Every song collected has a story.
Consider where it came from – perhaps a 12th c Scottish farmboy hummed a song to himself that later was heard in a field in Kentucky, passed down from plantation owner to slave.
Consider who sang it – was it a child, unaware of hidden meanings in the text? Was it an adult who wrote the words based on their heartaches?
Consider when it was sung – was it sung at a funeral? A wedding or other joyous occasion? Was it sung by a young man working his day away, paid very little but unable to do anything about it?
Consider why it was sung – maybe someone heard that a Library of Congress song collector, John Lomax, was in town and recording songs that would represent their space and place in time forever in the archives in the nation’s capitol. Would they have recorded it for personal fame and the hope of widespread recognition? Did they record for fun? Did they withhold personal songs that they didn’t want to share with the world?
How do we show the music of Vera Hall, Huddie Ledbetter, Henry Truvillion, and others without showing their faces? Consider this blog post so far. I’ve not included audio or video, and so your perception of what I’m telling you is vague at best. Now, look at the images below, interact with the audio clips, and consider how they intersect.
Vera Hall, friend of John Lomax and recorder of dozens of songs for him on his field recording trips.
Huddie Ledbetter and his wife. Ledbetter, well known as “Leadbelly,” was one of Lomax’s most infamous “finds” on his recording trips.
These images, videos, and sound clips offer us something a map point deceptively cannot – specificity. Not geographic specificity, but temporal, cultural, and personal specificity only possible through images, sounds, sights, smells, tastes that we can experience and connect with other information we already know. The picture becomes clearer the more we add to it.
Which songs represent the people of these particular southern times and places? How do we determine that? Each song has specific facts that can be linked to it, but its singer, its creator, its story gives it life and soul. How do we display the soul of a song in a map, digitally, in a way that helps people understand all these explanations and distinctions better, rather than display them in a reductive way that inaccurately represents all the aspects around the songs? How do we map the body and also show the soul?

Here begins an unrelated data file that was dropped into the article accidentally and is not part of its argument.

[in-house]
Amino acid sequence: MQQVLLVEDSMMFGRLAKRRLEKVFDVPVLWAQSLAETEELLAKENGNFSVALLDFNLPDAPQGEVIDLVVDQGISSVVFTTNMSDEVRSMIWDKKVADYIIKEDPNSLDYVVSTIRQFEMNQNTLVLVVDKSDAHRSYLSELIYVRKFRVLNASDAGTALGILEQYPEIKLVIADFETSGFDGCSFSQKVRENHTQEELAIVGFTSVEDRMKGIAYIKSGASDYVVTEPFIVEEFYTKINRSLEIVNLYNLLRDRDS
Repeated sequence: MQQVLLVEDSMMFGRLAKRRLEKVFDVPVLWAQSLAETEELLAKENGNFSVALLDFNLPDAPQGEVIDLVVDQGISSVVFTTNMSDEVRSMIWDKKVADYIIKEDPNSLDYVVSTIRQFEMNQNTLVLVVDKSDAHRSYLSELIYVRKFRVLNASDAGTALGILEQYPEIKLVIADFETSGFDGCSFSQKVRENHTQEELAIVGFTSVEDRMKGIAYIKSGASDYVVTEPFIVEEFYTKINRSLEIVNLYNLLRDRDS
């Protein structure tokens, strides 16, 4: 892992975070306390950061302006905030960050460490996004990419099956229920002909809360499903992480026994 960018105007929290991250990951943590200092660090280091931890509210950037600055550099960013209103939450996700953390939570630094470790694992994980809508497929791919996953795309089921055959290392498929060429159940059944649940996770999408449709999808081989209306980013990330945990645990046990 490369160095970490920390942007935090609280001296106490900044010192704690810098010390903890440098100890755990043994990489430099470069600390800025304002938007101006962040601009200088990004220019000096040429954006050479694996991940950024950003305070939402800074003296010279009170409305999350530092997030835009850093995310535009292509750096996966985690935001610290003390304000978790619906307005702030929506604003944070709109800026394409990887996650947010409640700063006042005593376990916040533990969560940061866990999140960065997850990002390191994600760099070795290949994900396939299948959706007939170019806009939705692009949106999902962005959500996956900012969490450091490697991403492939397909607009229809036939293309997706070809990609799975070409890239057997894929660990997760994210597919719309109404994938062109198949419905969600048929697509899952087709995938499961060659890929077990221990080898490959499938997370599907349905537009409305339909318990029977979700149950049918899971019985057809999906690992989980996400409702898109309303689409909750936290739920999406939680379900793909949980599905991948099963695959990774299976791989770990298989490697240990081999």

The truth is, perhaps we can’t. But we can try. We can use words, our “inexhaustible source of magic” (according to J.K. Rowling) to say what a point on a map cannot. We can use images, songs, scans of letters, lyrics, and other information to create “deep maps.”1 Perhaps we cannot make the fantasy of “hypercities” a reality, but we can at least give a little context to the quantitative data we throw in a database and project on a map.2
Adding these features in different mapping platforms is not easy. In ArcGIS, it is possible to add media, but more difficult than in Google Maps or in ArcGIS Storymaps. Google maps allows for a more user-friendly approach, polygon and line making, and moving data points on the map. However, it is more difficult to show a heat map or cluster map, which can show trends in data in a more recognizable way. Since the trends in data are often linked to other aspects of the identities of the performers of this music, it is important to accurately represent trends, where things moved, and where songs weren’t. Audio, video, and photos, along with embedded media of all kinds, are easy to upload into the Map Journal version of ArcGIS Storymaps, and fairly easy to incorporate into Google maps. Since we have established that incorporating these extras is especially important for this research, I believe it is best to stick with Google Maps, ArcGIS heat/cluster maps, and ArcGIS Storymaps to accurately depict this rich music that is inextricably linked to the sound, time, and place.
1 Todd Presner, David Shepard, and Yoh Kawano, Thick Mapping in the Digital Humanities, (Harvard University Press: Cambridge, 2014) 19.
2 David J. Bodenhamer, John Corrigan, and Trevor M. Harris, ed. Deep Maps and Spatial Narratives. Bloomington: Indiana University Press, 2015.